There have been steady cumulative impacts from all this progress and few stories are covering that impact and few probably will until a catastrophe happens. The Crystal Serenity represents a global force of change in the Arctic that has the potential to severely impact the life of Alaska Native people and the environment. Alaskans who are concerned about the environment are asking questions with a critical eye towards the future. For over 100 years, Alaska Native people in Nome have been displaced to some extent by progress, I only hope this global force of change creates a significant departure from the past.

About the Author: Austin Ahmasuk is a lifelong Nome resident, hunter, trapper and fisher.

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Cruising the Northwest Passage: A Symbol of a Rapidly Changing Arctic http://blog.oceanconservancy.org/2016/08/17/cruising-the-northwest-passage-a-symbol-of-a-rapidly-changing-arctic/ http://blog.oceanconservancy.org/2016/08/17/cruising-the-northwest-passage-a-symbol-of-a-rapidly-changing-arctic/#comments Wed, 17 Aug 2016 18:28:05 +0000 Andrew Hartsig http://blog.oceanconservancy.org/?p=12643

Photo: Ocean Conservancy / Sarah Bobbe

SEWARD, ALASKA – Small only in comparison to the rocky peaks surrounding the city, the cruise ship Crystal Serenity easily dwarfed every other structure in Seward, Alaska. On August 16, she slipped her moorings and started a month-long voyage through the Northwest Passage with over 1,700 passengers and crew onboard. 

This is an important milestone to us. The impact of climate change has now ushered in an era where a luxury cruise ship is able to sail from the North Pacific to the Atlantic via the fabled Northwest Passage—a route that once defeated even the most intrepid explorers. While other vessels have made the transit, this is the first time a tour ship of this size—almost the length of three football fields—has attempted the passage. Crystal Serenity’s journey is yet another symbol of a rapidly changing Arctic.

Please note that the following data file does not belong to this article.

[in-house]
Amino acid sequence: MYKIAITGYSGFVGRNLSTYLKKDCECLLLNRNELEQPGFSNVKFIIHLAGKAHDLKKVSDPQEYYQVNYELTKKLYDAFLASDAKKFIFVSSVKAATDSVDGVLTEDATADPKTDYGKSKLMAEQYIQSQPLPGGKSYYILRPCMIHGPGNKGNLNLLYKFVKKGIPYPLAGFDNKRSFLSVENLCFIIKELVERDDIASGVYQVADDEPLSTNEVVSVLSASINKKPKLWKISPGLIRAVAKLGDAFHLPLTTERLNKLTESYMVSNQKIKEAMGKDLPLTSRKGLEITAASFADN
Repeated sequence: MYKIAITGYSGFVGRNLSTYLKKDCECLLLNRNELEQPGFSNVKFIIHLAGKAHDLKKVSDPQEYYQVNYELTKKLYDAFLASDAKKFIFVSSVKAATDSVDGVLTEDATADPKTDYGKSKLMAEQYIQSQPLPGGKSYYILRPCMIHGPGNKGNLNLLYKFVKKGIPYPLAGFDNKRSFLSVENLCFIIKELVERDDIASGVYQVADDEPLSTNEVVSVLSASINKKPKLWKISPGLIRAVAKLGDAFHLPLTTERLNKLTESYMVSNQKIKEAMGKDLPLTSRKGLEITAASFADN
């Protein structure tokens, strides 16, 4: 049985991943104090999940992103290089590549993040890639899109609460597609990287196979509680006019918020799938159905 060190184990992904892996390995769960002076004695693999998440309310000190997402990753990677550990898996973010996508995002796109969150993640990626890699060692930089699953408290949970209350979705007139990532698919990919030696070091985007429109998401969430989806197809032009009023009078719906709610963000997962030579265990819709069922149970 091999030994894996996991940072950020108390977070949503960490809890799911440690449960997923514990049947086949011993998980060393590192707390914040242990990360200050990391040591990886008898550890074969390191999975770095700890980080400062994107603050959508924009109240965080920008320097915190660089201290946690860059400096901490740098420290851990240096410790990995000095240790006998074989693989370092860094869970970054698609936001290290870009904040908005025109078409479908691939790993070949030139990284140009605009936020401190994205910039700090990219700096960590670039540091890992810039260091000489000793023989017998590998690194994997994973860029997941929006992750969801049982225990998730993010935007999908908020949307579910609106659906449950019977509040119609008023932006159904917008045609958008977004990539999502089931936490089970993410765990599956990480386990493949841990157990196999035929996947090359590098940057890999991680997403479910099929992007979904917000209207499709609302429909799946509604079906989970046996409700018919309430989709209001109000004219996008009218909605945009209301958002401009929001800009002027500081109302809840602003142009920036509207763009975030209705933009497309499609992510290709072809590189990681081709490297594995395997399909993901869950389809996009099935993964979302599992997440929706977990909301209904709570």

Bowhead whale and calf in the Arctic Ocean
Photo: NOAA / National Ocean Service

For those onboard, this could well be the trip of a lifetime. After all, the Arctic inspires awe and wonder around the world with its wild beauty, unparalleled wildlife and resilient peoples. Passengers will likely see a variety of wildlife including  walruses, gray whales and millions of migratory birds that summer here. During their shore excursions, they will have the opportunity to interact with remote Arctic communities. Wherever they go, we hope they tread lightly.

This journey is not without risk.  The Crystal Serenity has taken careful measures to prepare for its voyage but the Arctic is a harsh, punishing environment. Extreme distances and unpredictable weather conditions will pose a challenge if there in an emergency or accident. As more cruise ships attempt the Northwest Passage in the future, they may be less prepared. This will put a high degree of responsibility on small local communities and services. And it’s not just cruise ships. Other commercial vessels have started to make greater use of Arctic waters too.

While increased access means more opportunities, it also could put wildlife, local communities and an already fragile ecosystem at grave risk.